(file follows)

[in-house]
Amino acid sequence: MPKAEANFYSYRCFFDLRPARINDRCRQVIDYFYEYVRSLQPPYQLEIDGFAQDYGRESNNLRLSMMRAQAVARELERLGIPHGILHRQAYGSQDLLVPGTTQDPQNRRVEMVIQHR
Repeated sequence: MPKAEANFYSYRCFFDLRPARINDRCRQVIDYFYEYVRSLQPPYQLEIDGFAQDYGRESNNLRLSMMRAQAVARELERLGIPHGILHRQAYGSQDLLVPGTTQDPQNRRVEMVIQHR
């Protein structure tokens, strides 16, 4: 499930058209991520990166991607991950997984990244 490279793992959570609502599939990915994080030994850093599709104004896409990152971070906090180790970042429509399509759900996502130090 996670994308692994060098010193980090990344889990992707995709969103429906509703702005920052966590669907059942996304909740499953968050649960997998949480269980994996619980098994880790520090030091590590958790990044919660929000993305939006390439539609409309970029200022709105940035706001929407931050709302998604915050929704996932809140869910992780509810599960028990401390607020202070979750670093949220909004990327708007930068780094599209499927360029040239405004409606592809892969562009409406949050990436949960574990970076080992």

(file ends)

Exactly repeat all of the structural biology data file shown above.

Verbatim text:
[in-house]
Amino acid sequence: MPKAEANFYSYRCFFDLRPARINDRCRQVIDYFYEYVRSLQPPYQLEIDGFAQDYGRESNNLRLSMMRAQAVARELERLGIPHGILHRQAYGSQDLLVPGTTQDPQNRRVEMVIQHR
Repeated sequence: MPKAEANFYSYRCFFDLRPARINDRCRQVIDYFYEYVRSLQPPYQLEIDGFAQDYGRESNNLRLSMMRAQAVARELERLGIPHGILHRQAYGSQDLLVPGTTQDPQNRRVEMVIQHR
């Protein structure tokens, strides 16, 4: 499930058209991520990166991607991950997984990244 490279793992959570609502599939990915994080030994850093599709104004896409990152971070906090180790970042429509399509759900996502130090 996670994308692994060098010193980090990344889990992707995709969103429906509703702005920052966590669907059942996304909740499953968050649960997998949480269980994996619980098994880790520090030091590590958790990044919660929000993305939006390439539609409309970029200022709105940035706001929407931050709302998604915050929704996932809140869910992780509810599960028990401390607020202070979750670093949220909004990327708007930068780094599209499927360029040239405004409606592809892969562009409406949050990436949960574990970076080992």